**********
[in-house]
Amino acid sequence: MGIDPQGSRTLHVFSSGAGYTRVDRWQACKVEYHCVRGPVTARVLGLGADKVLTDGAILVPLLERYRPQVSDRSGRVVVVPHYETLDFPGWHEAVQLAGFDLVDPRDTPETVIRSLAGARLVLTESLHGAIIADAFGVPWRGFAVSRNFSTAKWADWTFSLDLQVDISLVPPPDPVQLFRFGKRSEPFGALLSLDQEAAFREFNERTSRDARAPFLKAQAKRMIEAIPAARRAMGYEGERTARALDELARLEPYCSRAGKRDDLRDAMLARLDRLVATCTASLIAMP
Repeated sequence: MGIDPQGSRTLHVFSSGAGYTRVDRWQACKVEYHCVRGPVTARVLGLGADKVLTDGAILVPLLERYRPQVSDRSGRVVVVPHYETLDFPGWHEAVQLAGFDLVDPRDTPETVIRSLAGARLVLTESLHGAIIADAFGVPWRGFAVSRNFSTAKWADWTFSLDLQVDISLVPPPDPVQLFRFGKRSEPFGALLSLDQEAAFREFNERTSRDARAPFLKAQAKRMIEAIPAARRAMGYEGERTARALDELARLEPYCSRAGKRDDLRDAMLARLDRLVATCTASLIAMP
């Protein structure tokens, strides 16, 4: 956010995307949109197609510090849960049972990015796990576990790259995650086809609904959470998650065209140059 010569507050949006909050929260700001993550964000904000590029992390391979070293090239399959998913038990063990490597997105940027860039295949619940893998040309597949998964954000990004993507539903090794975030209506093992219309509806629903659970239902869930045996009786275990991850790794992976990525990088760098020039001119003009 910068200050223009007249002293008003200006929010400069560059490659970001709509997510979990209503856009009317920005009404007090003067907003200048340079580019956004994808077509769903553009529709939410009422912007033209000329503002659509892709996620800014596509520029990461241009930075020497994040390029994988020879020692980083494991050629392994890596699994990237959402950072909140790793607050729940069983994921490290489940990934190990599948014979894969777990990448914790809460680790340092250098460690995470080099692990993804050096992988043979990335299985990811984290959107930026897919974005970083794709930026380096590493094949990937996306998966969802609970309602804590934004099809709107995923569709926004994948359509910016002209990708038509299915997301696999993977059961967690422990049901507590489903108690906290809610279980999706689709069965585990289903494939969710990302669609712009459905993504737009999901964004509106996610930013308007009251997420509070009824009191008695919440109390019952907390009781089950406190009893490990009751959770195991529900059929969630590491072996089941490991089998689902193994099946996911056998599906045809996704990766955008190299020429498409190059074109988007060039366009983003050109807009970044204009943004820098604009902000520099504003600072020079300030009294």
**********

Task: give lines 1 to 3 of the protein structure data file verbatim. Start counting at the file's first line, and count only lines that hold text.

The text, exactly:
[in-house]
Amino acid sequence: MGIDPQGSRTLHVFSSGAGYTRVDRWQACKVEYHCVRGPVTARVLGLGADKVLTDGAILVPLLERYRPQVSDRSGRVVVVPHYETLDFPGWHEAVQLAGFDLVDPRDTPETVIRSLAGARLVLTESLHGAIIADAFGVPWRGFAVSRNFSTAKWADWTFSLDLQVDISLVPPPDPVQLFRFGKRSEPFGALLSLDQEAAFREFNERTSRDARAPFLKAQAKRMIEAIPAARRAMGYEGERTARALDELARLEPYCSRAGKRDDLRDAMLARLDRLVATCTASLIAMP
Repeated sequence: MGIDPQGSRTLHVFSSGAGYTRVDRWQACKVEYHCVRGPVTARVLGLGADKVLTDGAILVPLLERYRPQVSDRSGRVVVVPHYETLDFPGWHEAVQLAGFDLVDPRDTPETVIRSLAGARLVLTESLHGAIIADAFGVPWRGFAVSRNFSTAKWADWTFSLDLQVDISLVPPPDPVQLFRFGKRSEPFGALLSLDQEAAFREFNERTSRDARAPFLKAQAKRMIEAIPAARRAMGYEGERTARALDELARLEPYCSRAGKRDDLRDAMLARLDRLVATCTASLIAMP